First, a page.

freelancing elementary kids

10 Tips for Freelancing with Elementary School Kids

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Are you ready for the next installment of the freelancing with kids series? Great! Today’s post focuses on freelancing with elementary school kids, and handling the 5-10 crowd.

If you have children of other ages, check out the first post in this series here, and you’ll find links to all the posts in this series.

Freelancing with Elementary School Kids

I’m a homeschooling mama, so I’ll be approaching this topic from that mindset. If you’re kids are at school all day, then use these tips when you need extra work time in the evening.

#1. Share Your Vision

Children in this age range are able to comprehend much more than their younger counterparts. However, their developing brain and reasoning power still have a self-centered flair. They’re learning to care about others, but they still wonder how things will directly impact them.

Play to this by sharing your vision. Sit down with your children and explain why you’ll be freelancing. Elementary school kids can help own the vision.

Try to tie the effort you put in to a direct benefit for your child. Will you be using the money to go on a vacation? Tell them where.

Are you freelancing so your spouse can get a less stressful job and be home more? Your child will get to spend more time with the other parent.

Is your goal to get out of debt? Then explain to your child what you’ll be able to do with life after the debt is gone.

Be honest with your children, and share your vision for your family. This will help get them on board.

#2 Ask Your Child What She Can Do to Help

Once you have your vision shared, ask your child if she can think of anyway she could help the family reach that goal.

Kids are very bright, and often have insight that we overlook. Here are some ways a young child can help the freelancing efforts:

-Take on additional chores to free up your time
-Prepare simple meals
-Play with younger siblings while you work

What other ideas did your children come up with?

#3 Make a Visual Tracker & Include Rewards

Having a visual tracker helps your children see exactly how the efforts are paying off.

Are you throwing money towards debt? Make a big paper thermometer with the total debt at the top. As you earn additional money freelancing and pay off debt, color in the bottom of the thermometer.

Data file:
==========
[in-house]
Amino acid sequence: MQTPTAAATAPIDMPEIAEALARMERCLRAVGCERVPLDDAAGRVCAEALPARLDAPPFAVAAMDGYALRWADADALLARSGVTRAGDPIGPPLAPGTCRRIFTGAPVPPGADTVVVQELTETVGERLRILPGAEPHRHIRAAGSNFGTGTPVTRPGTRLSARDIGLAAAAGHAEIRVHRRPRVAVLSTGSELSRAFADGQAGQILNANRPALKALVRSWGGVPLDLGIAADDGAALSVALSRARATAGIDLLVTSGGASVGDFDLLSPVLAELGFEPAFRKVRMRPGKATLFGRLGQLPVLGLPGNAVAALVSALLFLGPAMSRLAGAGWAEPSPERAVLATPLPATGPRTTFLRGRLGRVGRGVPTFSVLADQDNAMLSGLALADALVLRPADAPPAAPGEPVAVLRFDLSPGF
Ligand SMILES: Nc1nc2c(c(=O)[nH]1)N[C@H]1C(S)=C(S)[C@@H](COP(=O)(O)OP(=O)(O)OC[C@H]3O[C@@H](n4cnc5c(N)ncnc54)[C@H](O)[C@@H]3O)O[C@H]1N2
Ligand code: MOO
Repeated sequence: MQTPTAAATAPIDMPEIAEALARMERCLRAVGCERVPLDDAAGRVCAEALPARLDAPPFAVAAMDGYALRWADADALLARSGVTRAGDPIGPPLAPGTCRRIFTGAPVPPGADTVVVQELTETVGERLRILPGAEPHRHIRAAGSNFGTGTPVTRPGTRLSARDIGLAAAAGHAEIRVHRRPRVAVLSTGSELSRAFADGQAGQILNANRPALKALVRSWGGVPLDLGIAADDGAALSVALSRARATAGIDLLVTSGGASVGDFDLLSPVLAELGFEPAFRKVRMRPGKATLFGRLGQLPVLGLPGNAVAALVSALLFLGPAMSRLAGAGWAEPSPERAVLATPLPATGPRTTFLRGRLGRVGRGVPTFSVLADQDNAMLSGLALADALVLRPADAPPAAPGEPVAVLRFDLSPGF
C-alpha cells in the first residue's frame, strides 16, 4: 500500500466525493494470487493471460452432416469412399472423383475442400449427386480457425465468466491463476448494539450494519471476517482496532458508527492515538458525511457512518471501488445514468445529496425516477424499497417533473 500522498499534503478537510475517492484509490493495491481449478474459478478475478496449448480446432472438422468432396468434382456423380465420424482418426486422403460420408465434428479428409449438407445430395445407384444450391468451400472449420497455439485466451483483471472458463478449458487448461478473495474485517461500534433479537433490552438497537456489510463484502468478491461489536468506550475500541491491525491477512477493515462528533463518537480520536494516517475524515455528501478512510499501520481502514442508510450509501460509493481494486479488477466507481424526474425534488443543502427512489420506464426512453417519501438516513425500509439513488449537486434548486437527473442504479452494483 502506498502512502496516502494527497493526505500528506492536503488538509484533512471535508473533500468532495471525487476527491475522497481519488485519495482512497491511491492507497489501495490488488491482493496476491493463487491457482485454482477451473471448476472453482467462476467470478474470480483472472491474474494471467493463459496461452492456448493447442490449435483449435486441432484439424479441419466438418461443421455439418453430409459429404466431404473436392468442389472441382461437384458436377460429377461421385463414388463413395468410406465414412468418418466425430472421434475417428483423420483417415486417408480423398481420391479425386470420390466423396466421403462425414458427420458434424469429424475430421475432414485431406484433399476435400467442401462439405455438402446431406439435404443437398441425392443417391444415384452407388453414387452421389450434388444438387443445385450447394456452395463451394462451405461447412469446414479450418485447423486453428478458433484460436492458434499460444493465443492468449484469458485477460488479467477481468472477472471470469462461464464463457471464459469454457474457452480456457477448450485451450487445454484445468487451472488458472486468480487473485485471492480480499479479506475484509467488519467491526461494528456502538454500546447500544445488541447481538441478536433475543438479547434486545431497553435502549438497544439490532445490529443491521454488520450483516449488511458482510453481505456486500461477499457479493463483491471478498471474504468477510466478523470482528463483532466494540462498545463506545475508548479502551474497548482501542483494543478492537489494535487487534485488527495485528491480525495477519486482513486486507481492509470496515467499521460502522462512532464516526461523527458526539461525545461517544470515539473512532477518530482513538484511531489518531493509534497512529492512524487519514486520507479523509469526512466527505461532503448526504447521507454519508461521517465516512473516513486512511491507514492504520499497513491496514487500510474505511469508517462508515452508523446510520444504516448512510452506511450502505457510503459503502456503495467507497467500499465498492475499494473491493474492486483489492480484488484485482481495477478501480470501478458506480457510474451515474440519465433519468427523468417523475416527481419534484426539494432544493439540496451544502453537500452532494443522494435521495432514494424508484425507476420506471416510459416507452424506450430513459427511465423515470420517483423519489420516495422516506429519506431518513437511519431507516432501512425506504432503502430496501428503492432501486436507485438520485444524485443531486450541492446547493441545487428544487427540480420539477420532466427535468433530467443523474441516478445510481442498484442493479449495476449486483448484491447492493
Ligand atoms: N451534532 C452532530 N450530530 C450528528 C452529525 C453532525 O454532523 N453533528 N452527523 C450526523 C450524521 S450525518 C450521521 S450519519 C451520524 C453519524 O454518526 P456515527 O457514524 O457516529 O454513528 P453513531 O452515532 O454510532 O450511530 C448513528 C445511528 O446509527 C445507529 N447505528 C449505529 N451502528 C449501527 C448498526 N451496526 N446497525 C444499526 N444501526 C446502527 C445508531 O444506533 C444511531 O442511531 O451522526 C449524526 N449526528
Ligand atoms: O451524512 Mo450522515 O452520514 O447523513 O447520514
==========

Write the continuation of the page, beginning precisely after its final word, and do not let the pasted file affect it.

If you’re tracking the number of clients you need, make a big paper pie for the wall and fill in a piece each time you get a new client.

You could even have small prizes available at certain intervals. Maybe you’ll take a picnic to the park when you pay off your first $1000, or have a family movie night when you reach new clients.

Prizes don’t need to cost money! Kids crave attention and time from mom and dad. Make your rewards special time that everyone will enjoy.

Tying your vision and goals together with a visual tracker and prizes will help encourage your children to own the family goal as well. They will work together as a team, instead of fighting against you.

#4. Start Writing as a Family

If you haven’t already established a family writing time, do so now. I go into greater detail in my free ecourse, so if you don’t know where to begin please subscribe!

#5. Work Towards Independent Learning

When you’re freelancing with elementary school kids, and also homeschooling, your goal should be to teach them to learn independently. It’s much harder in the early years of school, but you can still work towards the attitude of independent learning, even with a kindergartner!

To encourage this, sit with your child and teach what you need to teach. Stay and make sure they can handle their task. Then, move a little ways away.

Tell your child if they have question to come and get you. At first, you’ll have to pay close attention to make sure your child stays on task.

Some subjects that work well for this:

-Art
-Social studies or science project portions (coloring lapbooks, drawing something)
-Practice math problems (once the concept has been explained)
-Writing
-Independent reading time

As my children get older, I opt for curriculum that helps them be independent learners. (affiliate links coming…)

I love Teaching Textbooks for math, and some of the courses on Schoolhouse Teachers for elective classes.

#6. Play with Your Kids

Kids need us. Make it a point to play with your kids everyday. We’ve incorporated an hour long Family Play Time, and the child who’s day it is gets to pick what we do.